Poetry makes life beautiful. That’s usually the classroom takeaway after you dissect odes to salt and sunsets. Thoughts just sound better out loud as far as spoken word is concerned. Then there’s the stuff you retweet from Poems Porn — because, of course, nothing hits / harder than / hugot / in verse.
Yet Andy Tubig’s Tonight We Slurp in Color talks third nipples from the get-go (specifically with the collection’s first poem, memorably entitled “Sid Lucero Lost His Third Nipple and Became a Poet.”) And bunny strip clubs, and Karl Marx getting head. The book has MS Paint diagrams of vaginas, some hairier than others. All this is meant to represent people and experiences, but not in the ways you’d expect. This is poetry that paints the universe as thoroughly, intoxicatingly ugly, but revels in the fact. “I wanted to prove that poetry has room for the destructive and crazy,” says Andy. “And that, perhaps, there is something even more attractive and meaningful in the ugliness.”
Andy is a Creative Writing senior from Ateneo de Manila University. She’s never been afraid of wielding such disturbing themes on paper. Once upon a time, however, she was afraid of poems — of how intimidating and serious they seemed to be. Her views soon changed in a class under award-winning poet Nikay Paredes.
“The first thing we were asked to write was a ghazal,” Andy explains. (It’s an Arabic form where thematically autonomous couplets still end with the same word. See, for example, “Ghazal of the Better-Unbegun” by Heather McHugh.) “To my surprise, I had so much fun. I think it was the craziness and playfulness of the ghazal that made me fall in love with poetry.”
And so Andy played. Tonight We Slurp in Color was her required thesis chapbook, written over the course of her college years. Incidentally, Balangiga Press was looking for transgressive manuscripts to publish, and Andy’s poems fit the bill. There’s certainly transgression in how they navigate love and loss (“You, Me, and the Condom in Between”), how they discuss you by your taste down there (“Pussy Tastes Like Sun-Dried Tomatoes”), or how they frame people from different walks of life (“Ligaya Paraiso”). Yes, that last one is a vagina poem, complete with flies buzzing around its openings.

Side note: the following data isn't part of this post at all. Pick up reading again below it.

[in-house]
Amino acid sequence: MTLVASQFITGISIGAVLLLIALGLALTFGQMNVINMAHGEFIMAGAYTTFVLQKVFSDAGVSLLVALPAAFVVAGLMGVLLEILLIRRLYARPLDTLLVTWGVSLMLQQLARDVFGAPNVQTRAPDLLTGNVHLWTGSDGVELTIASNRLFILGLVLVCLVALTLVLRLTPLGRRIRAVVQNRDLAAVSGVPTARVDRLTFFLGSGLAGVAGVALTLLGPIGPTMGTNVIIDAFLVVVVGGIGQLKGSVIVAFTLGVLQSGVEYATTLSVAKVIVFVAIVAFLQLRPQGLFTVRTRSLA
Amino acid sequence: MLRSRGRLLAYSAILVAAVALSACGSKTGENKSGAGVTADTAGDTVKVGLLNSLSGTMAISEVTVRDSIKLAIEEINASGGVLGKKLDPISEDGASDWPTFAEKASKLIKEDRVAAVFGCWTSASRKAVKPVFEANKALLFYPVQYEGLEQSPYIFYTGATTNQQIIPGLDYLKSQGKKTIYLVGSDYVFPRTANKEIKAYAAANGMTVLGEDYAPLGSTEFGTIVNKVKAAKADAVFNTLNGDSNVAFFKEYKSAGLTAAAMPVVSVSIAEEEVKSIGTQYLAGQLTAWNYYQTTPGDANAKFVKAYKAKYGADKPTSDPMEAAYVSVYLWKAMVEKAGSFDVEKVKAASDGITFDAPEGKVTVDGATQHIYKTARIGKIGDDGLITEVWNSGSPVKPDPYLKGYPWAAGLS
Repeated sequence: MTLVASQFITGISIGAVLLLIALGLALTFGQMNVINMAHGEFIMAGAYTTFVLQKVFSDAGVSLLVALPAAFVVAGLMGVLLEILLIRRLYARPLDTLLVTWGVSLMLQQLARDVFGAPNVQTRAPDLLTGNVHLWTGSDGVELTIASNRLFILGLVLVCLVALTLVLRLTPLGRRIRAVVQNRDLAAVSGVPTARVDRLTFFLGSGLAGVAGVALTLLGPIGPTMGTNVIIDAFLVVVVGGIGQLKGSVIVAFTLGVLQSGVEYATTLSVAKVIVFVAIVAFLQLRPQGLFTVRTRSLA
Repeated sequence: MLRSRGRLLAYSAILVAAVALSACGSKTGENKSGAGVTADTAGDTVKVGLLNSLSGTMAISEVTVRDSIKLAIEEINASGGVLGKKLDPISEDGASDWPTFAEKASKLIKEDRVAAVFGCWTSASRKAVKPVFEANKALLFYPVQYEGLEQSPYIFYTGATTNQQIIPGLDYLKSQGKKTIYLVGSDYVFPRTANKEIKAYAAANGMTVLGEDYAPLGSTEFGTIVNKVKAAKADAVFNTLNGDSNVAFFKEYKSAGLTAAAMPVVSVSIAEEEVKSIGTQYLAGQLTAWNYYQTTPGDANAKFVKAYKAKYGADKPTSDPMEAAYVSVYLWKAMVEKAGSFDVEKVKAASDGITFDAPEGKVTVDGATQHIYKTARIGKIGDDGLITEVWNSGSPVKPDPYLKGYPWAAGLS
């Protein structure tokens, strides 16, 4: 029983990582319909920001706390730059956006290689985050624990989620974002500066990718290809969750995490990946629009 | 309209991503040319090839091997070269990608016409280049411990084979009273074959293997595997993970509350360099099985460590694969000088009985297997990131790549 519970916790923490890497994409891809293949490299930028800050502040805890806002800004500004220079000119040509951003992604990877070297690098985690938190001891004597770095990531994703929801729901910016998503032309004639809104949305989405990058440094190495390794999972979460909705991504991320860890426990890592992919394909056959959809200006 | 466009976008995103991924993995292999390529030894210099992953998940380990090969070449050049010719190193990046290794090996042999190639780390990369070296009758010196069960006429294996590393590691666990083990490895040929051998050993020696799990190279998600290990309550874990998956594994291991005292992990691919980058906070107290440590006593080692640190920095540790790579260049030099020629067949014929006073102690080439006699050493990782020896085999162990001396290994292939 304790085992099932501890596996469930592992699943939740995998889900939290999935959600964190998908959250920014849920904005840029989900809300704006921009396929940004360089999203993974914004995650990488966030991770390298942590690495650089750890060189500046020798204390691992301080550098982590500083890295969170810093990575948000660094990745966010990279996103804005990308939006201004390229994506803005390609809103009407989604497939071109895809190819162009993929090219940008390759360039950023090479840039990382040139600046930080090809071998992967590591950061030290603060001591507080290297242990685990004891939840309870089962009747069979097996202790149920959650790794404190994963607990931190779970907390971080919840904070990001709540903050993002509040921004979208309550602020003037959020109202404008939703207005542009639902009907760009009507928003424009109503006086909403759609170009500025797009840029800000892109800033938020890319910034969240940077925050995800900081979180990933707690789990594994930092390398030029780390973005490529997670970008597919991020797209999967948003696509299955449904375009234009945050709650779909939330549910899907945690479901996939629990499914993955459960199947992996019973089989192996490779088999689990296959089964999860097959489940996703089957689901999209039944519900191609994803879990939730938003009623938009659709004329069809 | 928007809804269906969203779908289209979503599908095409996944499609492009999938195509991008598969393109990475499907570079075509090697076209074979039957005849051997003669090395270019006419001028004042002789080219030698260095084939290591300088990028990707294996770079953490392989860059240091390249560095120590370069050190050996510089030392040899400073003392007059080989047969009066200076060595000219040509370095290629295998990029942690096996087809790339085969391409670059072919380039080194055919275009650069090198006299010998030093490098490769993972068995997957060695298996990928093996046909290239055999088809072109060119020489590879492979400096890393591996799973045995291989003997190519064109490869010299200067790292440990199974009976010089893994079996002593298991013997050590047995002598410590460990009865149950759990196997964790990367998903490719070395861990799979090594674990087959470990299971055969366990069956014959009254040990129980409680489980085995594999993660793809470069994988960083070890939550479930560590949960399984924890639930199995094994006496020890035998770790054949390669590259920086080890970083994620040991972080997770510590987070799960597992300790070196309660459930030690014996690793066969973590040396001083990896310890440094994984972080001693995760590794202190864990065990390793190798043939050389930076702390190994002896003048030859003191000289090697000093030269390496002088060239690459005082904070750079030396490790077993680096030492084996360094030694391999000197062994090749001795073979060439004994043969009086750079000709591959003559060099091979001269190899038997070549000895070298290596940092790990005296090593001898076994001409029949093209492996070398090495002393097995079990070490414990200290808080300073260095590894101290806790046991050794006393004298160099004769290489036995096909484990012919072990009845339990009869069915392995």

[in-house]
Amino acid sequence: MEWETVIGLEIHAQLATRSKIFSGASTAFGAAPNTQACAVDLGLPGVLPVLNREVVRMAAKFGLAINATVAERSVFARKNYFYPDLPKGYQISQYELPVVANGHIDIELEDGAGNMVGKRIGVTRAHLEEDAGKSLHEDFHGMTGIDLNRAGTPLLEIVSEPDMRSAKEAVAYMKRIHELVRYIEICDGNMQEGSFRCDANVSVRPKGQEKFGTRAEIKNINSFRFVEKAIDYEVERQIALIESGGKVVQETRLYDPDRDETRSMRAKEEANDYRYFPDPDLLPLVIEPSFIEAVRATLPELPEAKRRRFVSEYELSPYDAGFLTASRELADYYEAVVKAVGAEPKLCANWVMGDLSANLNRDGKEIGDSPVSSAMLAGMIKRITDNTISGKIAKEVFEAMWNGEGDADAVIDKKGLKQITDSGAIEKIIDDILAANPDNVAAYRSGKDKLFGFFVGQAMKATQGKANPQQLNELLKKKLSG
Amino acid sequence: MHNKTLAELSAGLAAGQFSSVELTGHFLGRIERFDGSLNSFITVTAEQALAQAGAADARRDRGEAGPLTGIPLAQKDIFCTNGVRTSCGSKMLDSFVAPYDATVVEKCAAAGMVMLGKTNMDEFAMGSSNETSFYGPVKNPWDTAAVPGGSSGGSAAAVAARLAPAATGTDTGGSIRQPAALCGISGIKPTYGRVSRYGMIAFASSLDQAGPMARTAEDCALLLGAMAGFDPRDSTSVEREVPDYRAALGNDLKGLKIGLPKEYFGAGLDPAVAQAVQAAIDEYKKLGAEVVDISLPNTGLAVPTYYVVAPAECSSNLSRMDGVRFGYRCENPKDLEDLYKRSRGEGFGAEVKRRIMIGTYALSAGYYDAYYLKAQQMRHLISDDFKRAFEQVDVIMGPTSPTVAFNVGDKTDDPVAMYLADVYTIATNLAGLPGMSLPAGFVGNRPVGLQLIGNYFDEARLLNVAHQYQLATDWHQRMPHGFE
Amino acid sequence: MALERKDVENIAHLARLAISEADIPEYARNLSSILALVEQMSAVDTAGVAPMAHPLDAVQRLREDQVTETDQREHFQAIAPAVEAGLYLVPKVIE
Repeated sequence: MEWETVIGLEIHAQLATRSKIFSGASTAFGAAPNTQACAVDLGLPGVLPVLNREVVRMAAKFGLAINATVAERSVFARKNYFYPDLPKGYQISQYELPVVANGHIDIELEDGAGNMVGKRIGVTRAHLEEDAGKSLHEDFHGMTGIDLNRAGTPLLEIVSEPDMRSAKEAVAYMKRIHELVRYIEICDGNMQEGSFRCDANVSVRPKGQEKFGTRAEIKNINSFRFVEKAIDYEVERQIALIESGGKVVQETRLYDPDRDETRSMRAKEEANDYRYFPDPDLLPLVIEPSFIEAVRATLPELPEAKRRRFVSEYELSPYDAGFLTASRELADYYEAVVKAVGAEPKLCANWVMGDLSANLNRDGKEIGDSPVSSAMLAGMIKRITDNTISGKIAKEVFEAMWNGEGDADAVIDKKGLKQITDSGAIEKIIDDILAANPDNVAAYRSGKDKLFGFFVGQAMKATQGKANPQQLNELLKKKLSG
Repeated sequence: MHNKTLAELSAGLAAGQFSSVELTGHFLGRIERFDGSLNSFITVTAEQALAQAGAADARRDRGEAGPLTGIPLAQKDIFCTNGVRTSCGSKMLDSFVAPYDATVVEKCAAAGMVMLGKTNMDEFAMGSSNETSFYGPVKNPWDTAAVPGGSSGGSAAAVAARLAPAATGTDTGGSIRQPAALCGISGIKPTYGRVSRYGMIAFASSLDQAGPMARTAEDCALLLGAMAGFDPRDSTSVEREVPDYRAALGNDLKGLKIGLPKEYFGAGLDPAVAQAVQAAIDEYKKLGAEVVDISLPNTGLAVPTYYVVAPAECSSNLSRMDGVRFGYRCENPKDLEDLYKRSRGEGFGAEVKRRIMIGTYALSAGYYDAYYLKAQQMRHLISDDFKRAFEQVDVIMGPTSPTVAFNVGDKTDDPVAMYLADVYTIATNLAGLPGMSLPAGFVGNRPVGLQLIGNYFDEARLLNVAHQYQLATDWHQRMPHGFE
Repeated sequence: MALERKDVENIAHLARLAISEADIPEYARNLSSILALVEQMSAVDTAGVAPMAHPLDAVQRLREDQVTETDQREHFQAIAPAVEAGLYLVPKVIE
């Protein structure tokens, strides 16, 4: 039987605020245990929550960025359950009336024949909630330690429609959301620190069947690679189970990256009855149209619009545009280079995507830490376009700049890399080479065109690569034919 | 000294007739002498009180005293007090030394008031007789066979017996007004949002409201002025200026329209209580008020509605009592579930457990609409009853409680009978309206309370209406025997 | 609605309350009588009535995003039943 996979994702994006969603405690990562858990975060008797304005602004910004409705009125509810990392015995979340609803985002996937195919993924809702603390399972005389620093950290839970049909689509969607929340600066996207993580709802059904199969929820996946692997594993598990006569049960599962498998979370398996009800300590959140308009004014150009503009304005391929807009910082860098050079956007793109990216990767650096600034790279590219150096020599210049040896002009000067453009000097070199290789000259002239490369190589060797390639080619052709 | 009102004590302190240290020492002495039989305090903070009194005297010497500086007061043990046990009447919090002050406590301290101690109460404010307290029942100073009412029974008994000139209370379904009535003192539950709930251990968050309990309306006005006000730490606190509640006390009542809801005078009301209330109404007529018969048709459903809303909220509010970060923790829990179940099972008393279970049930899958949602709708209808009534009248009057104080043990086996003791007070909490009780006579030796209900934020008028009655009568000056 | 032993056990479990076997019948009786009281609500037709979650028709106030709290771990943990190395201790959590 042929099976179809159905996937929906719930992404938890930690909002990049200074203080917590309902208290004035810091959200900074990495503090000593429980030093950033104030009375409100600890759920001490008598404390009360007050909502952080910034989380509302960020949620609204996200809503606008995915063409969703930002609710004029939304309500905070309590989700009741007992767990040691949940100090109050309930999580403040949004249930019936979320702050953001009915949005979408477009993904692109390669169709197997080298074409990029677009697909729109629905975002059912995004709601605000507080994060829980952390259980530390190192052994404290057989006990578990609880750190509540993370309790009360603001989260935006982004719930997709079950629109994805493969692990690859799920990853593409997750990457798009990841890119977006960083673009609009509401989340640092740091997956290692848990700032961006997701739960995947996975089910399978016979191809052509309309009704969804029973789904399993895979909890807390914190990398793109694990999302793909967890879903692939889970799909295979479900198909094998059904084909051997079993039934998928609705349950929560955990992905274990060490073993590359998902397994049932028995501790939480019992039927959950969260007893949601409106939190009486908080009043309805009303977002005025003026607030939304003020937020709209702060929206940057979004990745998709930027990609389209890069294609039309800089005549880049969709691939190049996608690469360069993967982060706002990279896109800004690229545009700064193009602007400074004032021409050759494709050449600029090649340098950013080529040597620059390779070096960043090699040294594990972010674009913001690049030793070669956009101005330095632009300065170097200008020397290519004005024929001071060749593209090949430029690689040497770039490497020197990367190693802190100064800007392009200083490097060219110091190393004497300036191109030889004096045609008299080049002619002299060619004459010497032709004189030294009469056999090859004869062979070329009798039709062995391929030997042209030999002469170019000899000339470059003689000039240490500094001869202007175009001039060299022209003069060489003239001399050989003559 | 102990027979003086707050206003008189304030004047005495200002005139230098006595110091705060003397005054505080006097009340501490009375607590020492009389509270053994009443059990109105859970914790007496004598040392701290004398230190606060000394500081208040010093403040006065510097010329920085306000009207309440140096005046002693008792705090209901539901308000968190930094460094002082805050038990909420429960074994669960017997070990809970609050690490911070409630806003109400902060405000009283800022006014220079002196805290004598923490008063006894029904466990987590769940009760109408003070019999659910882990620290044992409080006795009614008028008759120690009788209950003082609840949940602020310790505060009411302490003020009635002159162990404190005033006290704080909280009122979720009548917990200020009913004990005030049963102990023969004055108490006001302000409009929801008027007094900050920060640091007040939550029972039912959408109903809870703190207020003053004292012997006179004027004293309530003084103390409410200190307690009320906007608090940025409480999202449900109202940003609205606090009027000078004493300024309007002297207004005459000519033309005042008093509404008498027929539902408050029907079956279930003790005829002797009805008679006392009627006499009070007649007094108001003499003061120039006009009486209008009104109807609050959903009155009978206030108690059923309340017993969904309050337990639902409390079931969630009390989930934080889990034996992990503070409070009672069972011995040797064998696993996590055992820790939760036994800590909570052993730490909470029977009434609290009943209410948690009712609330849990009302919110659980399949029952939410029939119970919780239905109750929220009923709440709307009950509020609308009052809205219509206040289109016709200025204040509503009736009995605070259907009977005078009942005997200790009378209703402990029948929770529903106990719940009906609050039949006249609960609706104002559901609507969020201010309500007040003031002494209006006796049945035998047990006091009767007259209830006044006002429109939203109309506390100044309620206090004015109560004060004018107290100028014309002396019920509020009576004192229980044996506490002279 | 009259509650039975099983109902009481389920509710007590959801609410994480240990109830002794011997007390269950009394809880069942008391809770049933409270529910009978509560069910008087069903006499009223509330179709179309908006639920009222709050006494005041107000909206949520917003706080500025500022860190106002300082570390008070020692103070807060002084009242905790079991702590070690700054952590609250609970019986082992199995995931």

She really does go wild with the images. Andy draws inspiration from the overlooked and hard-to-look-at: urban jungles, overturned garbage cans, that one-night-stand you’d rather not remember. Her writing is messy, and that’s the point.
“Writing a poem is very draining,” she admits. “My poems are violent releases of destructive and colorful energy. I allow all my thoughts to just spurt out whether or not they make sense, and then I just tidy them up a little later on.”
But not too much. If Andy bleeped out the gory and profane, she wouldn’t have gems like this: “A dying bunny / chews its lips / into a pulp / and thinks of its carrot stash reserved / for the winter / that will never come.” Sid Lucero wouldn’t have his third nipple chomped off by her persona. She wouldn’t mention a girl who left her Dorito-scented beau to marry a clean-cut avocado — and how that girl skinned her fruity offspring alive.
Tonight We Slurp in Color shuns propriety, since the rules are kind of boring to begin with. In “Breakup Poem Long Overdue,” Andy writes: “Maybe it’s because the dirtiest thing about you was your fingernails…Maybe it’s because every time I look at you, I don’t see anything poetic.” Because, for this poet, authenticity beats expensive bath soap any day.
This collection is an ode to the ugly. These poems find life in the twisted yet fascinating. As Andy puts it, “Poetry is actually that chick who can be serious and tender and intelligent, but can also be wild and gross and silly.” So how ’bout you slurp that up instead?
Tonight We Slurp in Color will be sold on April 21 during HARAYA 2017: the chapbook launch of Ateneo’s Creative Writing seniors. The book can also be ordered here, along with other Balangiga titles. Tonight We Slurp in Color hits selected bookstores this June.